Connor Wong’s first impression as a member of the Red Sox organization was a memorable one.
Wong came to the Sox in February 2020 as the third player from the Dodgers in the Mookie Betts deal. Once the trade was consummated, he had to scramble to get to Fort Myers for spring training, arriving in advance of the possessions that had been shipped to Arizona but had to be rerouted to Florida.
“He gets here, he doesn’t have any equipment. First day of spring training, he’s there and he’s using someone else’s gloves, someone else’s gear, everything,” remembered Red Sox catching coach Jason Varitek. “Where he is now as opposed to then as a baseball player, as a human, is due to phenomenal work and a credit to a lot of people — mostly him.”
That time seems distant, with Wong assuming an increasingly important place on the Red Sox roster. The 26-year-old has emerged as the primary catcher, claiming the majority of starts in what had seemed like a timeshare with Reese McGuire at the beginning of the season.
Wong’s work behind the plate has been at the heart of his increased playing time. The Sox entered Saturday’s game against Cardinals 15-9 (.625) in games he started, at least partly a reflection, in the eyes of the Sox, of an excellent athlete who has made massive strides in the technical elements of catching, including blocking, receiving, and framing.
He’s thrown out 8 of 19 would-be base stealers, a 42 percent rate that ranks among the best in baseball. Most importantly, he’s earned the trust of the pitching staff with his game-calling.
Baseball-Reference.com credits Wong as having been worth 1.1 Defensive Wins Above Replacement level, a mark that makes him the most impactful defensive player this year. Other grading systems are more understated, but regardless, Wong has been a reliable defensive presence.
In that emergence, there is evidence of considerable progress. At the University of Houston and in the Dodgers system, Wong had bounced between catcher, second, and third, with teams employing his quick-twitch abilities to create versatility. But when the Sox traded for him, they had him commit full time to work behind the plate, a commitment that has solidified unformed skills.
“I’m an athletic catcher now, versus being an athlete back there,” said Wong. “I’ve come a long way. I’m able to handle pitches better. I feel stronger back there. I feel like I’m blocking better. I still want to get better at that. I feel like I’m more consistent throwing. But like I said, a lot of it is still a work in progress and I don’t think I’m a final product yet.”
Interestingly, a great deal of Wong’s development occurred at a time when he wasn’t able to play in games. Wong didn’t play a single official game in 2020 — when the minor league season was cancelled ecause of the COVID-19 pandemic — and participated in just 44 minor league contests in 2021.
Yet MLB’s COVID-19 protocols mandated that teams carry a third catcher on a taxi squad to help catch bullpens, and Wong was frequently chosen for that responsibility. The result was an immense amount of time around big league coaches and pitchers, as well as an opportunity to work exhaustively on the technical aspects of his craft — albeit outside of the game setting.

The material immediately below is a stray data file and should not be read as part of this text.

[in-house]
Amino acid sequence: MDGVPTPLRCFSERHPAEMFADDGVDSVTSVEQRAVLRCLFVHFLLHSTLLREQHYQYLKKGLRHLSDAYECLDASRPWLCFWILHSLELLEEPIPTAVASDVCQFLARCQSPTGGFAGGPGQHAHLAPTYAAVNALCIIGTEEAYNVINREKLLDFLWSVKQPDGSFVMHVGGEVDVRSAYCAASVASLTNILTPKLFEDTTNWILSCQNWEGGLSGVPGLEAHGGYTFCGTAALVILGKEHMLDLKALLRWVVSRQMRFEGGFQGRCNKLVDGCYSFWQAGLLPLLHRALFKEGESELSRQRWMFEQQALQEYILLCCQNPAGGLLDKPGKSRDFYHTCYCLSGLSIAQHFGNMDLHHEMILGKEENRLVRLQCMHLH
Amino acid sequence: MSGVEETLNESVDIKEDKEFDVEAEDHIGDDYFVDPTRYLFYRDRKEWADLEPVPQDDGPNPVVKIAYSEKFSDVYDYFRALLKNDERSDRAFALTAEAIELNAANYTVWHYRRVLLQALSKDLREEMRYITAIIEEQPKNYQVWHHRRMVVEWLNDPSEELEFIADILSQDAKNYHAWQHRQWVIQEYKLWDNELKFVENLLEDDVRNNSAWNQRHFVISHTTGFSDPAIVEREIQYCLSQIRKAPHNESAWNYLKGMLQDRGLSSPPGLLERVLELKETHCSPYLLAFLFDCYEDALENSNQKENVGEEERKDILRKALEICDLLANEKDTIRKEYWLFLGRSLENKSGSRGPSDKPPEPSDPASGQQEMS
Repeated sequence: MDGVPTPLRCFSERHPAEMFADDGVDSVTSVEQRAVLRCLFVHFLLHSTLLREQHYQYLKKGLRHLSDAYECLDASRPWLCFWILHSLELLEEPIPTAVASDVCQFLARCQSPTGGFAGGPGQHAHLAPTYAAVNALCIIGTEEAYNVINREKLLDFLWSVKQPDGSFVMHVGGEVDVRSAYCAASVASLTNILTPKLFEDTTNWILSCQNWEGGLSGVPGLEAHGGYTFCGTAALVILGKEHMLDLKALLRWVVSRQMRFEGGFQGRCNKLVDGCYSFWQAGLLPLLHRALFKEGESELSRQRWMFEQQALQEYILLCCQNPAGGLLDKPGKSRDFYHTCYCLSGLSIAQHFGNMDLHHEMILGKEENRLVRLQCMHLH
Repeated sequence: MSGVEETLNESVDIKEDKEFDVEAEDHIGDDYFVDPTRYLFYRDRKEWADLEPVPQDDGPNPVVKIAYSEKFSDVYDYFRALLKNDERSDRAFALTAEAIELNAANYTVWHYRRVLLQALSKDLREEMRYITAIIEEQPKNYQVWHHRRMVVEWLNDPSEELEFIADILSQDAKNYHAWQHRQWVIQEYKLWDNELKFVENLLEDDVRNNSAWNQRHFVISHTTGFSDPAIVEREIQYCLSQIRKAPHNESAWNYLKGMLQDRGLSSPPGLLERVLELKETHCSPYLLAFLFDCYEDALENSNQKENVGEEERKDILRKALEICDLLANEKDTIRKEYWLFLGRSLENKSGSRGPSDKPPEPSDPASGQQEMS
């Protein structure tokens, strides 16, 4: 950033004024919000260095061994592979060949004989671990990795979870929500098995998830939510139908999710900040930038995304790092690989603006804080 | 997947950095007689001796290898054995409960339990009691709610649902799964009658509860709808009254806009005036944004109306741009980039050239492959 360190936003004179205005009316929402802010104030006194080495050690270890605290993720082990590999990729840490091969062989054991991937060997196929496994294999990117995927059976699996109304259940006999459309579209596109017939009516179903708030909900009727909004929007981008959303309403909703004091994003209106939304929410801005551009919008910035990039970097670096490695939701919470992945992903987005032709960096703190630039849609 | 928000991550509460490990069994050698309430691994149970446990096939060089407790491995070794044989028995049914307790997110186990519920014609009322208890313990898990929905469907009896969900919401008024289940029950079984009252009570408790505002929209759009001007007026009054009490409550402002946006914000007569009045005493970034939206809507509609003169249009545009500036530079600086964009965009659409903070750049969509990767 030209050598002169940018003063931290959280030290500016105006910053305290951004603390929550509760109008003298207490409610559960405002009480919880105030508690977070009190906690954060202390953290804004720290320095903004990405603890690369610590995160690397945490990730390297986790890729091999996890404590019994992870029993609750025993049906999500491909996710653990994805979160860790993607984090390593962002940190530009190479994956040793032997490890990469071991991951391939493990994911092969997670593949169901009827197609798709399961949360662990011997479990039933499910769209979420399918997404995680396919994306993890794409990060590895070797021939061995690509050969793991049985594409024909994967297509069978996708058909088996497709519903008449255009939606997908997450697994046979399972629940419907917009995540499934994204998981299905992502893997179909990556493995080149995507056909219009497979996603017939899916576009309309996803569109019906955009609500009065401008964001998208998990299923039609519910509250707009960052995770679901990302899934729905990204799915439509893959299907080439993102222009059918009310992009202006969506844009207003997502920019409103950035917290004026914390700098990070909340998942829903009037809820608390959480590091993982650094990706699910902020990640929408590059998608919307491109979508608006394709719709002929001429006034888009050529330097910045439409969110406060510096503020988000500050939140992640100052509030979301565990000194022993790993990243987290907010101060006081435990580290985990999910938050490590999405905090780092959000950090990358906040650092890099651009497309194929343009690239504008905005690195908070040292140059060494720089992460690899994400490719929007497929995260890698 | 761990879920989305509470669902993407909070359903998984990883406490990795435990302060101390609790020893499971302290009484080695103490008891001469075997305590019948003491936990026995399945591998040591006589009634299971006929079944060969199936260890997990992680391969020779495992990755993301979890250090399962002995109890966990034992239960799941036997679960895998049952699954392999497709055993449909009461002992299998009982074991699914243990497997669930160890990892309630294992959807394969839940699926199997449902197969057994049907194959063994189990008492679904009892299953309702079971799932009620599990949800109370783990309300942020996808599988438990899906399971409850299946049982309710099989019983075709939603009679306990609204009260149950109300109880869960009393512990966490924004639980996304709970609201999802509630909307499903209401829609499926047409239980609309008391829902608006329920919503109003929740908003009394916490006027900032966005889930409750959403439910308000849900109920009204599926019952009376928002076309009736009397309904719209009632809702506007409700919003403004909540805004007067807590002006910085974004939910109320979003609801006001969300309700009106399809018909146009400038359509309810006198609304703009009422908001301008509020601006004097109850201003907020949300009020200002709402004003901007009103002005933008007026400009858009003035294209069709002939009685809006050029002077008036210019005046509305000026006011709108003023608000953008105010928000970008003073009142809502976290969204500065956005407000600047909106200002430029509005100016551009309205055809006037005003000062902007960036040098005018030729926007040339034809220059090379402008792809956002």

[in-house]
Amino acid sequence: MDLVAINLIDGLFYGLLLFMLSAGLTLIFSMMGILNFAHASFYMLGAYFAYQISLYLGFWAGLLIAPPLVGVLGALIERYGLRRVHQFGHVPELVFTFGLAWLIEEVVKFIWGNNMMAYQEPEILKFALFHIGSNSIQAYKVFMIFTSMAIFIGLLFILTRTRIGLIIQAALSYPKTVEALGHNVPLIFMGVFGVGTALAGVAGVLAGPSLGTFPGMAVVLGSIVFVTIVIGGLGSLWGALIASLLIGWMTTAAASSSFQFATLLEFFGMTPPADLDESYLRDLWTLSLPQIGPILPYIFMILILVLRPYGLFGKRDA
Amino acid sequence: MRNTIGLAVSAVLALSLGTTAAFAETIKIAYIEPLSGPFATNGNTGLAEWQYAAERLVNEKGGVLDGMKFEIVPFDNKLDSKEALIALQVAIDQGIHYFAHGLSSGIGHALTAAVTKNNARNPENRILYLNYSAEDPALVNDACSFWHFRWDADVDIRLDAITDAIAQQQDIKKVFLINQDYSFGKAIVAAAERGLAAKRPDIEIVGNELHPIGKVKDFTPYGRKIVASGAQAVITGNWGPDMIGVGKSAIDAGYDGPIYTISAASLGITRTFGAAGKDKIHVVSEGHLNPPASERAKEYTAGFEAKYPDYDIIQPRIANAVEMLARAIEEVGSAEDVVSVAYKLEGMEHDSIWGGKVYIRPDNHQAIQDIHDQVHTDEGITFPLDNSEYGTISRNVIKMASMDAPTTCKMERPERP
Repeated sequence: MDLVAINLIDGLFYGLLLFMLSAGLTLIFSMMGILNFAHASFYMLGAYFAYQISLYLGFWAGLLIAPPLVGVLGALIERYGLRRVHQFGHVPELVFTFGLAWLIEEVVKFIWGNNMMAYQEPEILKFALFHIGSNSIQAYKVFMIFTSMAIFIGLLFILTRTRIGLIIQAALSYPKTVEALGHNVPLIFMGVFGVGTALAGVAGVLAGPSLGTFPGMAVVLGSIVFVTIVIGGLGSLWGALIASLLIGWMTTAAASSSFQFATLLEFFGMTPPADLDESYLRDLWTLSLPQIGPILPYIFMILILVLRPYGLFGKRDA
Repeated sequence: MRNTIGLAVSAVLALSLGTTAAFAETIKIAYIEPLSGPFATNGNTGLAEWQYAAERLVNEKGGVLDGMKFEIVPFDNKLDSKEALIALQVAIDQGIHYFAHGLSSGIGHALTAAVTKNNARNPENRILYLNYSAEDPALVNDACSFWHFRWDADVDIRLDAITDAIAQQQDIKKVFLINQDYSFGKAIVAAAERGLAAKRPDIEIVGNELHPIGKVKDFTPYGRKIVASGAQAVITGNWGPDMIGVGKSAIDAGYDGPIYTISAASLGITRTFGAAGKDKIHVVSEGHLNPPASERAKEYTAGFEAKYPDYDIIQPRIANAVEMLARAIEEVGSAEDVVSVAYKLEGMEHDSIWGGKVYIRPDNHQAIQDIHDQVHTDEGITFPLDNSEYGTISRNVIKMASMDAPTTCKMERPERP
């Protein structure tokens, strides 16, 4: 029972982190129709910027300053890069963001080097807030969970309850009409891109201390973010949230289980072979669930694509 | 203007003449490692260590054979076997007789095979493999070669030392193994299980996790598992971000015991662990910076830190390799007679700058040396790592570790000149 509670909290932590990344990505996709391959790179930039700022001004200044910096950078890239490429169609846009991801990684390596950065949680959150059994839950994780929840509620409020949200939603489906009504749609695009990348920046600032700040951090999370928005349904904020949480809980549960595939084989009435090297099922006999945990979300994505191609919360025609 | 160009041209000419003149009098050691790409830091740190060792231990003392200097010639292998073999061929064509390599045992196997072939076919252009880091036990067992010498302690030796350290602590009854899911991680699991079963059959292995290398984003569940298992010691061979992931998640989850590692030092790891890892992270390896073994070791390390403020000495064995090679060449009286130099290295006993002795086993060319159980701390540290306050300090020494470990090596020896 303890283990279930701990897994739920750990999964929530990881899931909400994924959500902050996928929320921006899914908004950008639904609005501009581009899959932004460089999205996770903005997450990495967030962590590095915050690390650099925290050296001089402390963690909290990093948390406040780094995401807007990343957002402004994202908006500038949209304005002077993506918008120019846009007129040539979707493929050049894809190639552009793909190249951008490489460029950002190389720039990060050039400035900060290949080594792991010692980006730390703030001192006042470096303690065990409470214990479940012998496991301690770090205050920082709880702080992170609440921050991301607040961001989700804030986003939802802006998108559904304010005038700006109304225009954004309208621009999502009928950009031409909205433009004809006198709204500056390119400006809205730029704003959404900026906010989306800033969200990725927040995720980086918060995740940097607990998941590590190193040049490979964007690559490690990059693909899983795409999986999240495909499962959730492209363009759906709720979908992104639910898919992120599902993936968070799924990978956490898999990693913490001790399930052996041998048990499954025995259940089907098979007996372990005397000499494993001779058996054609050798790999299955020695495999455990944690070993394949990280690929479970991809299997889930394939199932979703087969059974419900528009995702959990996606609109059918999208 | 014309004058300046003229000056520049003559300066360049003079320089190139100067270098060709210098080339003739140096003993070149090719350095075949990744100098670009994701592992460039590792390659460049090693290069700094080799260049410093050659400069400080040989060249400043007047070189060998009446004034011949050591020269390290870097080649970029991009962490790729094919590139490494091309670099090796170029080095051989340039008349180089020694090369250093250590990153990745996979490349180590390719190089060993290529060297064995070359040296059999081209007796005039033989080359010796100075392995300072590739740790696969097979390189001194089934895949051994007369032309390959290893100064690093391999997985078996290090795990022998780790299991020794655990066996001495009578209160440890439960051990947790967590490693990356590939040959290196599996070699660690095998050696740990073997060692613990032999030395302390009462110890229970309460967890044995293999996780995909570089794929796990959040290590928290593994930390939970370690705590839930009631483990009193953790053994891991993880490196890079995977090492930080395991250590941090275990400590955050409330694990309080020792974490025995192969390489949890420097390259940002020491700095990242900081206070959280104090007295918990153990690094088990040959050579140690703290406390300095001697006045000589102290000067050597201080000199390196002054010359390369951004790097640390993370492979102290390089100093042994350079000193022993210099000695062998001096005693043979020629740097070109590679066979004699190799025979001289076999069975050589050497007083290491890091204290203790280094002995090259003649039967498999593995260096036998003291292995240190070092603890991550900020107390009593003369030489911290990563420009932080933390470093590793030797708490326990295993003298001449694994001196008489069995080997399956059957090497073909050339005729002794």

“I got to work with Tek a lot, which was really good for me. I think we really established a foundation in that time, and we’ve been building on that since,” said Wong. “I got to do a lot of catching and just solely focus on that in those times that I was on the taxi squad. I got to catch big league arms in the bullpen, sides, and all that stuff. It was a lot of time spent on catching and I think it was really beneficial.
“To be in the stadium and around the game at this level, being able to slow it down, it was huge from that vantage point. And then finally, when you get into games, it’s still quicker, but it’s much better than if you were to just go in cold turkey.”
Last year, Wong got to more regularly apply his knowledge in games, catching 54 games for Triple A Worcester and 20 more in the big leagues. That time in the big leagues set the stage for Wong to emerge as a key part this season.
Members of the Sox rave about Wong’s aptitude — his ability to hear something once and apply it, as well as his ability to engage in conversation (and sometimes push back) rather than nodding in response on subjects such as game-calling. The combination of aptitude and technical skill has Wong emerging as a trusted presence.
“You see his aptitude. It’s sensed and seen by his teammates,” said Varitek. “He’s excelling — absolutely. But I think he’s still growing as a baseball player. He’s still going to continue to grow,” said Varitek. “He has those intangible parts that not all players have — the game-calling, the game control, those things. The intangible parts that he has are just going to continue to grow and get better.”
That growth has turned Wong into a front-line catcher — a status that seemed in question as recently as last October, when the Sox expressed their openness to upgrading behind the plate. While they explored trades for Sean Murphy and William Contreras, they committed to Wong and McGuire. Through roughly one quarter of the season, they have no regrets.
For his part, Wong is resisting victory laps about the work he’s done. While he considers his current opportunity gratifying, he does not take it for granted.
“I am confident in my ability to catch, but I also know there’s still areas that I need to improve in. I’m working daily to get better,” said Wong. “I think I’m going to have that outlook for the rest of my career.”